* The Mahabad Republic 1946-1947: The Mahabad Republic was formed in mainly Kurdish north-western Iran in January 1946. It had Soviet support. Next to it was established the Autonomous Republic of Azerbaijan. During the Second World War the US, Britain and the Soviet Union agreed to occupy Persia/Iran and agreed that after the war they would withdraw troops and share oil concessions there. Having a nuclear weapons monopoly, the US reneged on the deal and in March 1946 US President Truman summoned Soviet ambassador to the US, Andrei Gromyko. Truman gave the Soviet Union 48 hours to withdraw troops from northern Iran or ‘We’re going to drop it on you.’ The Red Army reportedly left within 24 hours. Truman said the atomic bomb was ‘the greatest thing in history’. Iranian forces regained control over Iranian Azerbaijan in June 1946, leaving the Mahabad Republic isolated. On 15 December 1946, Iranian forces, backed by British and US troops, captured Mahabad. Once there, they closed down the Kurdish printing press, banned the teaching of the Kurdish language, and burned all the Kurdish books they could find. The Republic’s leader, Qazi Muhammad, was hanged for treason in March 1947.       

* The British SAS in Iran: The Iranian State Security and Intelligence Organisation (SAVAK) was established in 1957; its officers were trained in Israel, the US and Britain. British SAS ‘on loan’ to the Iranian military trained its special forces for operations against Kurdish guerrillas. ‘Another SAS unit was entrusted with the protection of the GCHQ monitoring station near Mashhad, close to the Soviet border; four of them were captured and executed by Fedayeen guerrillas in 1972,’ J Bloch and P Fitzgerald, British Intelligence and Covert Action, 1983.  

* Halabja 16 March 1988: In March 1988 the Kurdish town of Halabja in northern Iraq fell to Kurdish guerrillas and Iranian forces during the 1980-1988 Iran-Iraq war. 48 hours later, on 16 March, Iraqi forces attacked Halabja with chemical weapons, killing approximately 5,000 civilians. Thousands more people subsequently died from complications, birth defects and diseases caused by the attack. Despite a supposed proscription on arms sales to either Iran or Iraq during the war, British companies sold Iraq ‘known and easily identifiable raw ingredients for chemical weapons, sodium cyanide and sodium sulphide…’ Britain provided £3.5bn of export credits for arms sales to Iraq during the 1980s. When he was questioned about the use of British weapons for killing Kurds, the former Conservative Minister of State for Trade in 1986-1989, Alan Clark, said on the BBC’s The Moral Maze, ‘The Kurds don’t vote for me.’ (Eddie Abrahams, Iraqgate: arms, lies and profits, FRFI 110 December 1992/January 1993).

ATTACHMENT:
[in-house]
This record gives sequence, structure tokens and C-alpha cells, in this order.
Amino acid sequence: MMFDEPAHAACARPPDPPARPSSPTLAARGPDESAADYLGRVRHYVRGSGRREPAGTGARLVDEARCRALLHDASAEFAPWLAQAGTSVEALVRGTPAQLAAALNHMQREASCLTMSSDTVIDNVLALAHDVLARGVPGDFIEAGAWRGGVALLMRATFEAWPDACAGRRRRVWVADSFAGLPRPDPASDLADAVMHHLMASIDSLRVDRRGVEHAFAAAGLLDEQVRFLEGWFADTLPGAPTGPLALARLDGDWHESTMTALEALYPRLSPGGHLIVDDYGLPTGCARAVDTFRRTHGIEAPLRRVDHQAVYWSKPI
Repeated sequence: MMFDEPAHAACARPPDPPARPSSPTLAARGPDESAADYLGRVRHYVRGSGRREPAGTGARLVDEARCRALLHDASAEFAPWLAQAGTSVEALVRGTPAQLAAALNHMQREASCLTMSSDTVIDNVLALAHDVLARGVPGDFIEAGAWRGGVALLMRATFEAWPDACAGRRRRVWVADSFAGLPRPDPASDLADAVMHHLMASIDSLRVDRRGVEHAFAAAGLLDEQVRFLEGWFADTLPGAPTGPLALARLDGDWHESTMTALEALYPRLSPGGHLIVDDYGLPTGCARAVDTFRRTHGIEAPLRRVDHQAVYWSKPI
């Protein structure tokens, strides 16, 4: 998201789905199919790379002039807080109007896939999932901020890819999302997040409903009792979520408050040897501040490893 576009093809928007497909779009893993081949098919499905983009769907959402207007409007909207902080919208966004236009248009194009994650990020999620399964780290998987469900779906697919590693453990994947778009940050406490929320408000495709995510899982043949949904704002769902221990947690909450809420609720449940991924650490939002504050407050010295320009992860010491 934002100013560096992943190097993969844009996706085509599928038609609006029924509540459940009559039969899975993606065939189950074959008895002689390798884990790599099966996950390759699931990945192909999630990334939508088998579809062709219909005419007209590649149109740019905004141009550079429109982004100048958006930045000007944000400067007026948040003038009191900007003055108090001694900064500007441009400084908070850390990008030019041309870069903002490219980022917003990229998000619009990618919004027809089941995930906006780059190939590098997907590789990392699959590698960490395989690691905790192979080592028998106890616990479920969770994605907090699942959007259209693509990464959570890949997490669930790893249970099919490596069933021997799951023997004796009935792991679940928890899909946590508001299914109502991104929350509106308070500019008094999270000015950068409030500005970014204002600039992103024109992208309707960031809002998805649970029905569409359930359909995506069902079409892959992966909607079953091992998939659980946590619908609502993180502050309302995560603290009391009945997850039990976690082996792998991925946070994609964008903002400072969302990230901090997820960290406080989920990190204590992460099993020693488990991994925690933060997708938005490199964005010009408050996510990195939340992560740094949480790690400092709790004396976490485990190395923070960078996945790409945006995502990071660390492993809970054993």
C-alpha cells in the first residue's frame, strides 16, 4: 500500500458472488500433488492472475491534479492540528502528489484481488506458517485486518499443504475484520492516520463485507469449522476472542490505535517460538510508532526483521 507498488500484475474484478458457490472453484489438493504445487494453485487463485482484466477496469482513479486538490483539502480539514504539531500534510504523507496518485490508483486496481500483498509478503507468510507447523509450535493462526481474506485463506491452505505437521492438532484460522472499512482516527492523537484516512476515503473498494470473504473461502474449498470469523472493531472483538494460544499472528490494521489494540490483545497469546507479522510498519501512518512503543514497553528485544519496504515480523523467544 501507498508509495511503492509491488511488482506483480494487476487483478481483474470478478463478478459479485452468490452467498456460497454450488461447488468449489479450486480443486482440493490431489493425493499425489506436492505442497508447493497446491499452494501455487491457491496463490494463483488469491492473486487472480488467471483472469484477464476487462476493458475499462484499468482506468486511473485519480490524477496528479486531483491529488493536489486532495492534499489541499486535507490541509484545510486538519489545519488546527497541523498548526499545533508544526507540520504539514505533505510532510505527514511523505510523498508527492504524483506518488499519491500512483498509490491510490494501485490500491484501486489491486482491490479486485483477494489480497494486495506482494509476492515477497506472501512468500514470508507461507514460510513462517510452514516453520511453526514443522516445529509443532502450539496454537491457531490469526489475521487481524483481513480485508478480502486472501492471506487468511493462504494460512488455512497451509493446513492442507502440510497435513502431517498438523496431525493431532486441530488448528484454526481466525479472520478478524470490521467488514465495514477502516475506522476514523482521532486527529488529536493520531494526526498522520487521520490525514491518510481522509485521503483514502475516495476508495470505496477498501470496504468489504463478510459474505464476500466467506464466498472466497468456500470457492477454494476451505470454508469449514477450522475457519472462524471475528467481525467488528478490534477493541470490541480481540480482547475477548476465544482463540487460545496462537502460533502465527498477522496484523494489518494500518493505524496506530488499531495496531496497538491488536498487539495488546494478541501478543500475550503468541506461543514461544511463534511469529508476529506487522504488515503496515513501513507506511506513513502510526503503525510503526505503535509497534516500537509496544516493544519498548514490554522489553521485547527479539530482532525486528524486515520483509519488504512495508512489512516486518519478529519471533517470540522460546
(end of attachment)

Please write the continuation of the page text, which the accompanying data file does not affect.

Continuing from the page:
* Criminalising Kurds in Britain: The Kurdistan Workers’ Party (PKK) was founded in 1978 and began armed struggle in 1984. Kurdish people arrived in Britain in significant numbers from Iraq, Turkey, Syria, Iran and Armenia in the 1980s. From 1992 onwards a series of articles were published in The Times, The Sunday Times, The Independent, Daily Telegraph and London’s Evening Standard accusing the Kurds of running extortion rackets and general involvement in crime. On 24 March 1992, Kurdish people responded to massacres perpetrated by Turkish forces with a protest outside the Turkish embassy in Belgravia, London. Police attacked the demonstrators with dogs; three children and six adults were hospitalised and over 30 people were injured. 17 Kurds were arrested. On that day, the Chief of Staff of the Turkish army was in London talking to the Foreign Office.